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  • Article: Muslim Americans Are More Likely to Reject Violence than Many Groups. By David Bier and Matthew La Corte

    Muslim Americans Are More Likely to Reject Violence than Many Groups


    Donald Trump has proposed profiling Muslim Americans and shutting down mosques. He claims that Muslim “hatred is beyond comprehension.” But the truth is that Muslim Americans are not only integrating into U.S. society, but are actually more opposed to violence and more tolerant than many other Americans.

    Muslim Americans Hold Mainstream Religious and Political Views

    US Muslims score higher than most on Gallup’s religious tolerance index.

    Muslims are similar to other religious Americans. Pew’s major survey of Muslims in 2011 found that religion was equally important to Christian and Muslim Americans. Christians and Muslims also attend religious services with about the same frequency. Only 35 percent of Muslims saw their religion as the only true faith, compared to 30 percent of Christians. Like 64 percent of U.S. Christians, a majority of Muslim Americans think different religions can lead to eternal life. Pew even found that Muslims are much less prone to scriptural literalism than Evangelicals.

    Most American Muslims arrived in the United States after 1990, yet they are almost as likely as Christians to prioritize their American identity over their religious identity. As matter of fact, Muslims are much more likely than Evangelical Christians to see themselves as Americans first. More than two-thirds of Evangelicals identify as Christians first and Americans second.

    The fear that Muslim Americans might be more loyal to other Muslims around the world than they are to their own country is unfounded. Gallup’s major survey of American Muslims in 2010 found that Muslim Americans were the least likely of any American religious group to strongly identify with their coreligionists abroad.

    Far from being clannish, Pew found that 93 percent of Muslim Americans had close non-Muslim friends. A majority reported that most of their friends were non-Muslim. At the same time, 92 percent of U.S. Muslims don’t oppose women working outside the home (98 percent of Americans agree).

    Pew also found that 62 percent of Muslims said they were “OK” with Muslims marrying non-Muslims, and another 11 percent said it depends. American Christians were not asked this exact question, but in 2014, Pew found that 77 percent of white Evangelicals would be unhappy if an immediate family member married an atheist.

    Pew finds that U.S. Muslims are politically moderate (38% moderate; 27% liberal; 25% conservative). They were also swing voters in the 2000s, first going strongly for George W. Bush in 2000 before flipping to John Kerry and Democrats since 2004.

    Muslim Americans Are Less Likely to Support Intolerance, Violence

    US Muslims were the only religious group that opposed the targeting of civilians.

    While there are no good polls on the attitude of American Muslims toward Sharia religious law,* U.S. Muslims score higher than most other believers on Gallup’s “religious tolerance” index. The index categorizes individuals as either “isolated,” “tolerant,” or “integrated,” based on their level of agreement with five statements about other faiths. Not all Americans share Muslim Americans’ openness to other faiths. In fact, recent Public Policy Polling (PPP) polls found many Republicans in Iowa, North Carolina, and New Hampshire believe Islam should be banned.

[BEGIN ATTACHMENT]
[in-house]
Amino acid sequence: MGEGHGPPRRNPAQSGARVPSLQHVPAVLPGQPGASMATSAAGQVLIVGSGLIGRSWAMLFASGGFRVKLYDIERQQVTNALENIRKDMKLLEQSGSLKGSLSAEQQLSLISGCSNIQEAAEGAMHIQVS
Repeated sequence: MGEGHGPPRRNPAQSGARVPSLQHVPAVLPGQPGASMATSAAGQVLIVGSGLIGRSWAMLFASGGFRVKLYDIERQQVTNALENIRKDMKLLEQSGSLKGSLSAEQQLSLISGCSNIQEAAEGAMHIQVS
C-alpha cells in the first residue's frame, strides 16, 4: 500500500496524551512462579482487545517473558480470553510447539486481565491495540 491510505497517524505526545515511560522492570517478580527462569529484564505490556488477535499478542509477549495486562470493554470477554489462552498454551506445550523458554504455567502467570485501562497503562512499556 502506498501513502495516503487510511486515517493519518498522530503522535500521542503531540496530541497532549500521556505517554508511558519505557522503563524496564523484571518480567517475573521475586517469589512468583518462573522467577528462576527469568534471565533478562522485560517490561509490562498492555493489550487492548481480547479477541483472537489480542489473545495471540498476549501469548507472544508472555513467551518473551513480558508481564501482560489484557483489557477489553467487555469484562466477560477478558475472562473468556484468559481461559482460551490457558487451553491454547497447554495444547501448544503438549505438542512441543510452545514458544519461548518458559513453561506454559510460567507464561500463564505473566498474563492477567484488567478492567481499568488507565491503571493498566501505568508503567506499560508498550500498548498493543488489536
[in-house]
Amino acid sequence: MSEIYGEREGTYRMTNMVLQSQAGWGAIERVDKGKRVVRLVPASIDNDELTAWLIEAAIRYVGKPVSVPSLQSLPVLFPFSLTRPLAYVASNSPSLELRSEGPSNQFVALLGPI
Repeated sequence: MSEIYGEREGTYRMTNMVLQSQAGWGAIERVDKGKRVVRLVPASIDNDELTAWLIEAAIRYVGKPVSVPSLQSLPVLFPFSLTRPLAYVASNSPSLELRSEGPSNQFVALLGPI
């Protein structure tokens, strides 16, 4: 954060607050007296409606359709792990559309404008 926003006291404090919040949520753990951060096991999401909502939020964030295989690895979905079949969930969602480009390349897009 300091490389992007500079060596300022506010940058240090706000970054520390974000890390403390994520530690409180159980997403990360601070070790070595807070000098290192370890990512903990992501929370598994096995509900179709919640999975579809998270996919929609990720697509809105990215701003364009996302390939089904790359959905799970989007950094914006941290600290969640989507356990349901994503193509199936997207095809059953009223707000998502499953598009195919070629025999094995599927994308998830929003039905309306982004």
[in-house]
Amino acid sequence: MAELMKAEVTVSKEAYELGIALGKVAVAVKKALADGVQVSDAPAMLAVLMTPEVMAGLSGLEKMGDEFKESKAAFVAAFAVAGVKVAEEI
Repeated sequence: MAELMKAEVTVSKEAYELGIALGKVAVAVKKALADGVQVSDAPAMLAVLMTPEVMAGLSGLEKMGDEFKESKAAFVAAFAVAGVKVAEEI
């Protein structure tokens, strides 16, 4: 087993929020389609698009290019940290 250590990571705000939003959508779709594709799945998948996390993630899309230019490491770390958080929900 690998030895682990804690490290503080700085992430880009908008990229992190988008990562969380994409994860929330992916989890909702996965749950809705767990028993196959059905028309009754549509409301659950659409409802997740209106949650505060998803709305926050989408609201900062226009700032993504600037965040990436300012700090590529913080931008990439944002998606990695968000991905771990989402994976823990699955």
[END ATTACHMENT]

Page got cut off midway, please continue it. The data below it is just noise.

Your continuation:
In 2010, Gallup also asked whether “targeting and killing civilians by the military” can be justified. U.S. Muslims were the only religious group that opposed such targeting. Protestants, Jews, and Catholics believed it could be justified. Muslim Americans were also the most strongly opposed of any religious group to “targeting and killing by individuals or small groups.” Catholics, Protestants, and Jews were all more than twice as likely to support civilian strikes.


    Muslims moving to the US are more moderate and assimilate quickly.Internationally, Muslim views are more varied. Gallup found strong support for Sharia law in several countries, and Pew found support for violence against civilians “in defense of Islam” at high levels in several Middle Eastern countries.

    This suggests that either the Muslims moving to the U.S. are from the more moderate Muslim communities abroad or that they assimilate quickly. A combination of both is likely. Islamic totalitarians, such as ISIS, consider it a form of apostasy to emigrate from a Muslim society to a secular one. Meanwhile, in America, young Muslims are pioneering more liberal forms of Islam — or abandoning the faith.

    Religious Extremism Is Not a Significant Threat

    Even if 5 percent of U.S. Muslims view al-Qaeda favorably, does that mean we will face a constant barrage of attacks? Actually, no. It’s possible for large numbers of people to hold dangerous views on violence without acting on them, as evidenced above.

    We should not let our lives be dictated by fear of terrorism – of any kind.

    But here’s more evidence: according to a YouGov poll, some 4 percent of Americans (nearly 10 million adult Americans) support attacks on abortion providers. Another 7 percent are unsure if those attacks are immoral. There have been two dozen murders or attempted murders, as well as many other attacks by anti-abortion extremists since 1993, but we understand that nearly all pro-life proponents oppose this kind of violence and those that don’t would never act on their views.